Chris A. Wright is an interdisciplinary artist, writer and researcher based in the East Midlands working both nationally and internationally undertaking exhibitions, commissions, residencies and conference presentations as well as occasional workshops and teaching. She has a PhD in Fine Art and Philosophy and is part of the Near Now studio based at Broadway, Nottingham.
Mainly using sound, video and live art as a way of articulating borders and marginal spaces where one thing becomes another, she also experiments with other media such as photography and drawing. Recent work includes the Sonic Tapestry commission, an exhibition and audio tour in Melbourne, Derbyshire; She’d 1 and 2 online exhibitions with Hatchery Artists at Artcore, Derby; inclusion in the One Minute film archive acquired by the British Film Institute with film and Winter Narratives artist residency in Vadodara, India.
Wright began Hatchery as a lockdown response for mutual support and artistic development.
Wright’s practice is concerned with borders and marginal spaces where there is a transition from one thing to another creating cross-cultural, political, social and environmental currents that signify change and highlight the relationship to time and space. Currently, her practice focuses on sound as a way of testing the perforated border and articulating the space between as well as the hinterland. Sound is often found, as in overheard, recorded and re-played or created, by humming for example, which creates an intersection with the body where it creates a sculptural shape. It is developed with the help of found objects such as snippets of overheard conversation, chance encounters, a lost bus ticket, a fragment of sound, a door left ajar with light and voices creeping out or an idea ‘found’ through being in a particular place at a particular time. Revealing the hidden and the lost through these methods articulates space through its performative actions that are ambiguous and fluid.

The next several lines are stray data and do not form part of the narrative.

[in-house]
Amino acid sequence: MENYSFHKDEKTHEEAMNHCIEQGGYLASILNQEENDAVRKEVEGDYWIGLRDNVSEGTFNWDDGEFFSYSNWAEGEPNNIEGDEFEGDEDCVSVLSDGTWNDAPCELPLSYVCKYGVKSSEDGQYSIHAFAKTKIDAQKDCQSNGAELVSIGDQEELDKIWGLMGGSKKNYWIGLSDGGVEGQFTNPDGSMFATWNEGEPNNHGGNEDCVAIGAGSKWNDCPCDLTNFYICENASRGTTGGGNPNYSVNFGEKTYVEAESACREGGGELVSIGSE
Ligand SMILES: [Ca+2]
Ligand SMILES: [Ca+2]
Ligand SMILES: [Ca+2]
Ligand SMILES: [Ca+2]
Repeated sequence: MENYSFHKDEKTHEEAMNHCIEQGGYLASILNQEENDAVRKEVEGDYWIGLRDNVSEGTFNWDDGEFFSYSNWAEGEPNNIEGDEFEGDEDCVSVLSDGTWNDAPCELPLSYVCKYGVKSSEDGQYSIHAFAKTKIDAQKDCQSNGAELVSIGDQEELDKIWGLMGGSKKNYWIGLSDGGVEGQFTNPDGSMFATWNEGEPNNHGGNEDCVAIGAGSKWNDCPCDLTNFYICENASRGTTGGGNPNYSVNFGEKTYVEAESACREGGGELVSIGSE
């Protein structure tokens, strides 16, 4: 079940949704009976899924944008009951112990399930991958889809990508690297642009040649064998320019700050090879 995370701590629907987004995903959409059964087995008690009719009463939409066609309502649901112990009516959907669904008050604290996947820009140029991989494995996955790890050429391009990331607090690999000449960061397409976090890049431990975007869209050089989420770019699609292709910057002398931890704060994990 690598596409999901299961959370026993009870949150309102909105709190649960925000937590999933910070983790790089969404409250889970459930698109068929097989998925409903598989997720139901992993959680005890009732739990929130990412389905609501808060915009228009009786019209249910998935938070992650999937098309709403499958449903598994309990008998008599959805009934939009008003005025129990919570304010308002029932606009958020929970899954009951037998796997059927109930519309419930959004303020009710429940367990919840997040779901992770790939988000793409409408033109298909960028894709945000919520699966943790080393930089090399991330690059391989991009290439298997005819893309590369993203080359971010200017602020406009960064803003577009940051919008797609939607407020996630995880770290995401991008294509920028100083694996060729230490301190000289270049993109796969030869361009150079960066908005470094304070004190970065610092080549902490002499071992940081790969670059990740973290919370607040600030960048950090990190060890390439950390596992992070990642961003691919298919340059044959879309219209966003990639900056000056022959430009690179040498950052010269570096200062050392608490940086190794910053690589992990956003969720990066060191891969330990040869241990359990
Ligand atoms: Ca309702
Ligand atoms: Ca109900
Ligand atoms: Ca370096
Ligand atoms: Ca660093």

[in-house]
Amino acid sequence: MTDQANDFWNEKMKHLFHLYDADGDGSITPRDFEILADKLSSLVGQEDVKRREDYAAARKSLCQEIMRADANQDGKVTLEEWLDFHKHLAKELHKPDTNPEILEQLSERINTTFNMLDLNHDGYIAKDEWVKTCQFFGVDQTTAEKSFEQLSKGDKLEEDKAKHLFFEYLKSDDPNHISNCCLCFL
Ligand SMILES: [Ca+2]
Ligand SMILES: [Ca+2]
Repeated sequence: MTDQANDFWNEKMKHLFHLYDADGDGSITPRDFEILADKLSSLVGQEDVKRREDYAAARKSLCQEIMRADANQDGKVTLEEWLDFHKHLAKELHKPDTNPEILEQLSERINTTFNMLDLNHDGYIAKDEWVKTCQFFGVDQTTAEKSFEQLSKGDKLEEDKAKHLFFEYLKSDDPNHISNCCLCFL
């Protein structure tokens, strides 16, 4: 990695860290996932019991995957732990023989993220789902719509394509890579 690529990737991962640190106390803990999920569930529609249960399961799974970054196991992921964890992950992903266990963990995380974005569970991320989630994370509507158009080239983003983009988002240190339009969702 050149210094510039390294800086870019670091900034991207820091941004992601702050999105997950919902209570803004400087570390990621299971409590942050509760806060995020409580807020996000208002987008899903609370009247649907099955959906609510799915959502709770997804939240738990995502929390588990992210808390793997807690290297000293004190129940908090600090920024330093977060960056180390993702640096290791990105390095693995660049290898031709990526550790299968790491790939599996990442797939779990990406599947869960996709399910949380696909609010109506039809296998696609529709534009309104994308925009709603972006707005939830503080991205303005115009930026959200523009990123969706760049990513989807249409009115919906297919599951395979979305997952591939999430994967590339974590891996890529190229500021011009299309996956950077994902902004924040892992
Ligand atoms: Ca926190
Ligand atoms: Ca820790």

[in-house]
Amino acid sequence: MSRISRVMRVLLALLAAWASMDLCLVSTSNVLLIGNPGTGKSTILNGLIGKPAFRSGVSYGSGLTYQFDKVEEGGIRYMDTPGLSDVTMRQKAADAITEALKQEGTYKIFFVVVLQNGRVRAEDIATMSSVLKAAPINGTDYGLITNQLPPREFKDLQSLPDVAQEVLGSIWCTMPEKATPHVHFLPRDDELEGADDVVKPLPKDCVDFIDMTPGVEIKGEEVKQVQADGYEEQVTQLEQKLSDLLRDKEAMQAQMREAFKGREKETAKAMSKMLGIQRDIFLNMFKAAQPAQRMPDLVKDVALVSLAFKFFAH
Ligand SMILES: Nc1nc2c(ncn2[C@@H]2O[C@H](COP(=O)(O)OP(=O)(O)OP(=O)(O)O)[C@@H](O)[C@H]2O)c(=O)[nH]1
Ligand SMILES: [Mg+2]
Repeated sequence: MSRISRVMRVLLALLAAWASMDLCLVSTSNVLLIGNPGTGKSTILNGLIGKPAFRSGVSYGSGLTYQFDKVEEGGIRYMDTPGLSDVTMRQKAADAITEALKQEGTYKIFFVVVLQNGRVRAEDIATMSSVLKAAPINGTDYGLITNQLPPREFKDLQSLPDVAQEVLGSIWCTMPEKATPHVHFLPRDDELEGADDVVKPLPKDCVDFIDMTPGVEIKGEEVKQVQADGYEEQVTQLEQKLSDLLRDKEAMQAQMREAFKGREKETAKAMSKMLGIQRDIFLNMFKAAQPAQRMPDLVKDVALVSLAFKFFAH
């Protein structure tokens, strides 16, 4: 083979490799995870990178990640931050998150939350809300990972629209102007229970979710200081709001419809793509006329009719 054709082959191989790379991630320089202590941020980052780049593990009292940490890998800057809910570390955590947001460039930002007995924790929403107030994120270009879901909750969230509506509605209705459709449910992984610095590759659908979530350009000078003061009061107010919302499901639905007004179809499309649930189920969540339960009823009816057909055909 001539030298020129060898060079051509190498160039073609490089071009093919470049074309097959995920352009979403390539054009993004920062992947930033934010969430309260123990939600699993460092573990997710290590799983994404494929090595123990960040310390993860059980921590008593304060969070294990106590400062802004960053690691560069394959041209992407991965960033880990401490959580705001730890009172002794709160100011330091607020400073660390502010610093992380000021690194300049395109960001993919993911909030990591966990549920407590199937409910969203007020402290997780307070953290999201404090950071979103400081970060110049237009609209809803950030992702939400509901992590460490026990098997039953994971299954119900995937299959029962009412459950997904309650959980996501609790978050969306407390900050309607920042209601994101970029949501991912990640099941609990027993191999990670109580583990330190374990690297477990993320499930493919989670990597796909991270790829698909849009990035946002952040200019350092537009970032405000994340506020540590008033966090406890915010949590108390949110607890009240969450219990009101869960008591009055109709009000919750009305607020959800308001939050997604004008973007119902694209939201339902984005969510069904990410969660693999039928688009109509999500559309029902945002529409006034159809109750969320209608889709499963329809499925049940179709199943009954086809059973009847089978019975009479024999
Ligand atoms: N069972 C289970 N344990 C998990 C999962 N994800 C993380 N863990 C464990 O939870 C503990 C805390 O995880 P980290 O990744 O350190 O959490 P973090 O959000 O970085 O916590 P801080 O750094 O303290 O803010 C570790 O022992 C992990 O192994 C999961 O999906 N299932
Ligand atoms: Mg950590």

As part of her practice, she has recorded in an anechoic chamber, sailed paper boats down the Mekong River at the border between Thailand and Laos, blown across a bottle top down a fjord in Norway to test the liminality of sound, hummed in a crypt in Sardinia for its resonance, imitated early morning birds and monkeys in India with a soprano recorder to encourage ‘dialogue’, recorded 400,000 bees going into hives in Birmingham and used an amplified aquarium to hear the inside of the bubbles. Outcomes often incorporate film, photography, performance and drawing and may use light as well as sound. Wright works alone and collaboratively and develops peer critique networks as well as communal ways of working including Skype.
She sees her work as experimental, aiming to present a set of proposals that weaves different ideas and media that continues to ask questions. The underlying seriousness is balanced by a certain playfulness within the work itself. Dialogue is inherent and continually asks ‘What new thoughts does it make possible to think?’.